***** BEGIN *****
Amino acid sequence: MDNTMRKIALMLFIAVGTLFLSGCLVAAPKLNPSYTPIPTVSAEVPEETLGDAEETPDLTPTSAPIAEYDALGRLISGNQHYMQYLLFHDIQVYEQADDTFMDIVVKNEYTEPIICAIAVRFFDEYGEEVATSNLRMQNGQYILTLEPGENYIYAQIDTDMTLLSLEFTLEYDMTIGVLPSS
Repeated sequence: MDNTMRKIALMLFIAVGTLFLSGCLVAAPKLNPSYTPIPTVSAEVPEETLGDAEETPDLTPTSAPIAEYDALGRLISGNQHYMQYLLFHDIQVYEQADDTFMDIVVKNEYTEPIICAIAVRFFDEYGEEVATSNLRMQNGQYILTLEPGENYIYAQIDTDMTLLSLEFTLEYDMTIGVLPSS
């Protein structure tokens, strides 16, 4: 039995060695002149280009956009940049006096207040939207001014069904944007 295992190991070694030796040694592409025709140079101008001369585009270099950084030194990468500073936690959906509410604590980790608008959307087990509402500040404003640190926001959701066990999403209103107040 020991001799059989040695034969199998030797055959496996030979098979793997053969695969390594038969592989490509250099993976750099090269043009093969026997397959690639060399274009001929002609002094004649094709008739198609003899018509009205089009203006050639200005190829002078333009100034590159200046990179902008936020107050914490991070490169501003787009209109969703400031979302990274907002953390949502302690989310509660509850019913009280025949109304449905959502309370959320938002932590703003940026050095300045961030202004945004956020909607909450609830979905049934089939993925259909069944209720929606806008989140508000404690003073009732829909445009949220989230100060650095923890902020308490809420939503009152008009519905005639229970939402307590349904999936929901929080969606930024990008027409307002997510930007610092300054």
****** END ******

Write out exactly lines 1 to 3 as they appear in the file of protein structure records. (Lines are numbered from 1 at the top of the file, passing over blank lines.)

Amino acid sequence: MDNTMRKIALMLFIAVGTLFLSGCLVAAPKLNPSYTPIPTVSAEVPEETLGDAEETPDLTPTSAPIAEYDALGRLISGNQHYMQYLLFHDIQVYEQADDTFMDIVVKNEYTEPIICAIAVRFFDEYGEEVATSNLRMQNGQYILTLEPGENYIYAQIDTDMTLLSLEFTLEYDMTIGVLPSS
Repeated sequence: MDNTMRKIALMLFIAVGTLFLSGCLVAAPKLNPSYTPIPTVSAEVPEETLGDAEETPDLTPTSAPIAEYDALGRLISGNQHYMQYLLFHDIQVYEQADDTFMDIVVKNEYTEPIICAIAVRFFDEYGEEVATSNLRMQNGQYILTLEPGENYIYAQIDTDMTLLSLEFTLEYDMTIGVLPSS
């Protein structure tokens, strides 16, 4: 039995060695002149280009956009940049006096207040939207001014069904944007 295992190991070694030796040694592409025709140079101008001369585009270099950084030194990468500073936690959906509410604590980790608008959307087990509402500040404003640190926001959701066990999403209103107040 020991001799059989040695034969199998030797055959496996030979098979793997053969695969390594038969592989490509250099993976750099090269043009093969026997397959690639060399274009001929002609002094004649094709008739198609003899018509009205089009203006050639200005190829002078333009100034590159200046990179902008936020107050914490991070490169501003787009209109969703400031979302990274907002953390949502302690989310509660509850019913009280025949109304449905959502309370959320938002932590703003940026050095300045961030202004945004956020909607909450609830979905049934089939993925259909069944209720929606806008989140508000404690003073009732829909445009949220989230100060650095923890902020308490809420939503009152008009519905005639229970939402307590349904999936929901929080969606930024990008027409307002997510930007610092300054």